A mobile particulate monitor was placed inside a Canberra house during one of the worst smoke episodes of the summer 2019–20 bushfire period. The house is probably quite ‘average’ in Australia, built around the 1960s. It is not very well sealed, and does not use any kind of filtration system such as a high-efficiency particulate air filters. The occupant describes the house as being hard to heat in winter and keep cool in summer, which suggests that it is ‘leaky’. Five-minute average measurements were taken over a short period during the peak bushfire event. These measurements compared indoor and outdoor concentrations of fine particulate matter (PM2.5) when the smoke was particularly bad (Figure 26). The outdoor measurements are from the nearest monitoring station at Civic, approximately 5 km from the house.

Figure 26 (a) Comparison of PM2.5 measured indoors with outdoor PM2.5 from the nearest fixed air quality monitoring station (Civic) during the summer 2019–20 bushfire season. Both datasets are 5-minute averaged PM2.5. (b) Fraction of total particles 2.5 μm diameter or less

μg/m3 = microgram per cubic metre; µm = micrometre; PM2.5 = fine particulate matter

Note: The red arrow denotes when the indoor sensor was moved to a room with slightly better sealing ability, late in the morning of 1 January 2020.

Source: Health Protection Service, ACT Government

At 10 pm on 31 December 2019, the outdoor peak measurement of PM2.5 was 1,633 micrograms per cubic metre (μg/m3). As the outdoor monitoring station is 5 km away, the times that the smoke plume reached the station and the house would differ. But given the extreme nature of this air quality event and how widespread these smoke plumes were, we can assume that all of Canberra was exposed at approximately these levels. Around 7 am the next morning, levels of PM2.5 inside the house had reached 316 μg/m3 as a 5-minute average. Although the PM2.5 concentration inside the house was around 5 times less than outdoor levels, the 24-hour indoor average was still well above the National Environmental Protection Measures limit of 25 μg/m3. The red arrow in Figure 26 shows when the sensor was moved into a different room, which the occupant was able to seal a little better. Concentrations of PM2.5 decreased by around 70 μg/m3 during this 2-hour period. When the smoke outside passed (shown in the plot at noon on 30 December), the householder benefited from ventilating the house quickly to get the smoke out.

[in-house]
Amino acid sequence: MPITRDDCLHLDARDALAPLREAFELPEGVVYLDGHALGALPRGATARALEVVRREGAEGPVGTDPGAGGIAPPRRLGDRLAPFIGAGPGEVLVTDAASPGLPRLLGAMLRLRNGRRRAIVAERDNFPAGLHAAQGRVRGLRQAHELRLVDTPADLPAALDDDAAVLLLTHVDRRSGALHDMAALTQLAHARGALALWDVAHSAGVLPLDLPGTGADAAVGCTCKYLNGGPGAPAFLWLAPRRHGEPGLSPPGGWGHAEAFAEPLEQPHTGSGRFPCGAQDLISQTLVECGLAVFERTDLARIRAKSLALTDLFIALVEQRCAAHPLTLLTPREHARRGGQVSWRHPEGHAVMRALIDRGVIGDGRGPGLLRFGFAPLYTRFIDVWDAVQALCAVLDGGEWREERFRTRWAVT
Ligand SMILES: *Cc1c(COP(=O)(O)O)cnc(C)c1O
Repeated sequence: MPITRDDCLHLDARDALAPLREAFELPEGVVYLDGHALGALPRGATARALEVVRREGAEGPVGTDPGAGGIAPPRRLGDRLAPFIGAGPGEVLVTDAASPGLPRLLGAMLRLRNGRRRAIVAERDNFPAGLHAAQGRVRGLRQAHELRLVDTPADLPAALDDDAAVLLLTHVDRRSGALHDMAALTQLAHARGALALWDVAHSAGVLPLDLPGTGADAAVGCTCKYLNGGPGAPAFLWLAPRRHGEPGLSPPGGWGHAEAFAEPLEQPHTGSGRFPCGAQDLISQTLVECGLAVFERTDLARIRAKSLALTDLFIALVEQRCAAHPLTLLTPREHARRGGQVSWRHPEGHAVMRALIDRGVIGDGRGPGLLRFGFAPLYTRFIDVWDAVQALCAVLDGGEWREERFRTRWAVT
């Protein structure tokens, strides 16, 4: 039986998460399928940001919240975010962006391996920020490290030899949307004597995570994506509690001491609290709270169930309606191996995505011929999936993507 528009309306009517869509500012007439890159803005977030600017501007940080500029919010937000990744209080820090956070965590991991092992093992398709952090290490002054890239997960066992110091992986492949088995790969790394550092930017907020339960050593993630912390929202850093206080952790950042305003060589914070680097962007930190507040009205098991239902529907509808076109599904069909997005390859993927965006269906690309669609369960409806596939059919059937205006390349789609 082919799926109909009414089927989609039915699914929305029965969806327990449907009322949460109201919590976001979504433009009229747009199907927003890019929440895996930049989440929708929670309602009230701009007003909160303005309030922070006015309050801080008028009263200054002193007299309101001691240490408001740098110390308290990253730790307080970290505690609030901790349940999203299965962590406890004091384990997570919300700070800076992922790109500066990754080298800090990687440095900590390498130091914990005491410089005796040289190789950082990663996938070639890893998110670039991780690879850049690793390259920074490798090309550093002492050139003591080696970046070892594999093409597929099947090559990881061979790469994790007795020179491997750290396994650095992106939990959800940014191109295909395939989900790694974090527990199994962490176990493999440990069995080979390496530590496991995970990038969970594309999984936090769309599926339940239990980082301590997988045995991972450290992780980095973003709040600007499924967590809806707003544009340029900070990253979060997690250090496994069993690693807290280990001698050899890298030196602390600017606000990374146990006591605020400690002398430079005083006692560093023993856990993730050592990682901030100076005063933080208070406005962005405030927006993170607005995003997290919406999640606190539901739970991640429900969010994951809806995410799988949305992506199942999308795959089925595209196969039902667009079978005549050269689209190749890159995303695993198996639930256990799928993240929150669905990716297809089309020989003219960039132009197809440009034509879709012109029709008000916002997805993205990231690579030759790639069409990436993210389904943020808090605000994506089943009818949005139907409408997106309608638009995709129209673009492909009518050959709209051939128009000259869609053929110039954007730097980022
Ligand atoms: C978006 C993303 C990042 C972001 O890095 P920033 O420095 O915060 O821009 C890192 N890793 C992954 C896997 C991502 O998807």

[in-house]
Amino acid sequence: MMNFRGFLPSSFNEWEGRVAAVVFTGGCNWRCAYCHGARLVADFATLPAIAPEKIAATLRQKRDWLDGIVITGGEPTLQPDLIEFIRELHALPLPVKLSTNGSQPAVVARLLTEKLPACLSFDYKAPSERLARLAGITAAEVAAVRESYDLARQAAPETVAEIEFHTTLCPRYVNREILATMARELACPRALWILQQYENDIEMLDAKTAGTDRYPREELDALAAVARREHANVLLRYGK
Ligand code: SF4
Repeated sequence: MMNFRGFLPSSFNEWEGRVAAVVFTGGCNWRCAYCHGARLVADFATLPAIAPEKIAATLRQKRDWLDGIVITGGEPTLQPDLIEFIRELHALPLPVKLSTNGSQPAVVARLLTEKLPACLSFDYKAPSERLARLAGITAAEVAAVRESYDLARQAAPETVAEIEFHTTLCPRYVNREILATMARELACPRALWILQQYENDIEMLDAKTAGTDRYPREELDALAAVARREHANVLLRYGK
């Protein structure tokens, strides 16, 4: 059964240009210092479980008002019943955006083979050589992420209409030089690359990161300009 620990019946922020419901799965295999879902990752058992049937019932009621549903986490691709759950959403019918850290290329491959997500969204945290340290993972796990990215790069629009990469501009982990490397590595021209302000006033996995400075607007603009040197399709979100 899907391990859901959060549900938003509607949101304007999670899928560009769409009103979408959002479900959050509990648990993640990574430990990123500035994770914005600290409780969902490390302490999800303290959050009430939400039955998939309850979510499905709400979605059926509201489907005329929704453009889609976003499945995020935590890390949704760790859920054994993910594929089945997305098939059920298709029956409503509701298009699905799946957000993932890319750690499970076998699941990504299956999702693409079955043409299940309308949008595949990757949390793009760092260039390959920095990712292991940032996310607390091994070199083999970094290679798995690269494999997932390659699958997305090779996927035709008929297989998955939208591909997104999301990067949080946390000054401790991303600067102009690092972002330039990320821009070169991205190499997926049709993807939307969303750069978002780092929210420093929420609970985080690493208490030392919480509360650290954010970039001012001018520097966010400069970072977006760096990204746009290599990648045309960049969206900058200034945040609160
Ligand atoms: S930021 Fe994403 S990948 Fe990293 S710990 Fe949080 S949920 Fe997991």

Given the extreme levels outside, the occupant was definitely better off inside. During this elevated smoke period, the particles indoors were almost entirely 2.5 micrometres (μm) or less, which are more likely to travel deeper into the lungs than the larger particles.